Another bird species that thrives in the reed beds of the Crake Pit at the Pooh Farm is the Australian Reed Warbler…it is more often heard than seen, generally only glimpsed as it flies between clumps of reeds in the lagoons, secretive but loud during Spring/Summer breeding seasons.
The reed warbler has a loud ringing song and has been described as being one of the most melodious singers hence one of its the informal names, Nightingale. Often heard in Spring and Summer in wetlands with good reed coverage. The warbler uses sustained singing to defend its territory amongst the reeds. It migrates north during autumn for the winter and back for the spring.
Acrocephalus australis – Acrocephalus, Greek for ‘peak head’ and australis Latin for ‘southern’ . Also called Clamorous Reed Warbler, Great Reed Warbler, Reed-lark, Swamp Tit, Water Sparrow, Nightingale (HANZAB Volume 7b)
Australian Reed Warbler, Western Treatment Plant, Victoria
…got the Damsel fly…
…a quick leap to the next target…
…typical pose when seen, hanging onto a reed ready to pounce on prey…
Yesterday was hot and humid and after a lazy day I decided on a late afternoon walk along the creek at my back fence. I took my camera and 1.4 Extender to see what I could find up at the Elster Creek lake inside the Golf Course. At the lake, I ran into a young local birder/naturalist – Gio F and we explored the creek up to a dense section looking for roosting Nankeen Night Herons but instead spotted a Pallid Cuckoo. It flushed a few times from high in the trees and we followed it around a few large Conifers trying to get a better angle for a picture. We ran into another local birder – David E (my birding mate from the Lake Tutchewop Twitch), who suggested that it was a young female Cuckoo probably starting the migration north and just passing through our area. They are quite rare in our part of the urban landscape.
Pallid Cuckoo, Elster Creek
Pallid Cuckoo II
Pallid Cuckoo III
Noisy Miners are native honeyeaters that have adapted extremely well to urban locations. They are a communal bird that are very aggressive and push out other species from areas. Some councils around Australia have started culling programs to reduce their numbers and it has worked – other species are making a come back. The Miners, while being a pest are actually interesting to watch and study as they have 11 known warning calls for predators and a specific one for “raptors above”. We heard it used while standing at the lake and soon spotted a Brown Goshawk flying over.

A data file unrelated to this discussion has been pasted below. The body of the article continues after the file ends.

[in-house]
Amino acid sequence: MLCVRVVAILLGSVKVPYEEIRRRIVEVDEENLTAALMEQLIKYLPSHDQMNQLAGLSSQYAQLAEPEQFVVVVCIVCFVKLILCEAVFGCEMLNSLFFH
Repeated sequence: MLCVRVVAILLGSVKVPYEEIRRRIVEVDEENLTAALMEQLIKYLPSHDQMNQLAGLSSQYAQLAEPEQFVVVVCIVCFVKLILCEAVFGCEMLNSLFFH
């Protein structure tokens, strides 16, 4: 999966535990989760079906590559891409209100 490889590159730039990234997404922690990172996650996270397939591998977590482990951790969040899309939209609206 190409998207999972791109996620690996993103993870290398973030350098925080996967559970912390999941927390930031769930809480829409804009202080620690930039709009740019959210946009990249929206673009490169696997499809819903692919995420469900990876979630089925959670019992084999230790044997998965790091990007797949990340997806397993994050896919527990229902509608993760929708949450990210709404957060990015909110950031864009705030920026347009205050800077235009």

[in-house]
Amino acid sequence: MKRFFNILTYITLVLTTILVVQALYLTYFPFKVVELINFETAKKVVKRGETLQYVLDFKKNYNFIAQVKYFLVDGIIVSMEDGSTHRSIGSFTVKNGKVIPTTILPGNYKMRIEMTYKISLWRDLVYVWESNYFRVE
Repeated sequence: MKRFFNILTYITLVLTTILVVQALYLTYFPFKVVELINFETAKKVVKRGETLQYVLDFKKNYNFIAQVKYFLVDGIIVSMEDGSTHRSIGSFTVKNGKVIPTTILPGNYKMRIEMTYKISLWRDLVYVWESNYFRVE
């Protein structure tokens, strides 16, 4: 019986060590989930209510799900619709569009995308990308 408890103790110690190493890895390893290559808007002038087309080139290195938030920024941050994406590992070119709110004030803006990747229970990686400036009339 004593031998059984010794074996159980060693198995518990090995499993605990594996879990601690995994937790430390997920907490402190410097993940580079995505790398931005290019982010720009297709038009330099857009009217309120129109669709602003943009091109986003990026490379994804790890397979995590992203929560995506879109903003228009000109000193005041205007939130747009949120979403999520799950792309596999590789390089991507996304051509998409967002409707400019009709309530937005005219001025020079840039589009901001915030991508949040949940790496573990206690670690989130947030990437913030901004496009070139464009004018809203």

The one below came over to have look at what we were up to – had it seen the Cuckoo, it would have put out a challenge call and brought the rest of the pack over. It seemed quite hot and was panting while it watched us.
Noisy Miner, Elster Creek
Noisy Miner II
Eastern Rosella – this immature bird also came over to see what I was up to at the lake’s edge – I was trying to entice a Little Grassbird out of the reeds by doing a bad impression.
Eastern Rosella – I tried to mimic the Rosella’s calls ( a wide variety of piping chimes) and after a bit of a chat, the look he gave me suggested that I was a bit “special” and he took off…
Little Pied Cormorant
Little Pied Cormorant in the evening light
Australian Reed Warbler – I did entice this guy out with a call.
Australian Reed Warbler II
Posted in Bird Behaviour, Birds, Victoria
Tagged Australian Birds, Australian Reed Warbler, Bird Photography, Eastern Rosella, Elster Creek, Little Pied Cormorant, Nature Photography, Noisy Miner, Pallid Cuckoo, Photography, Victoria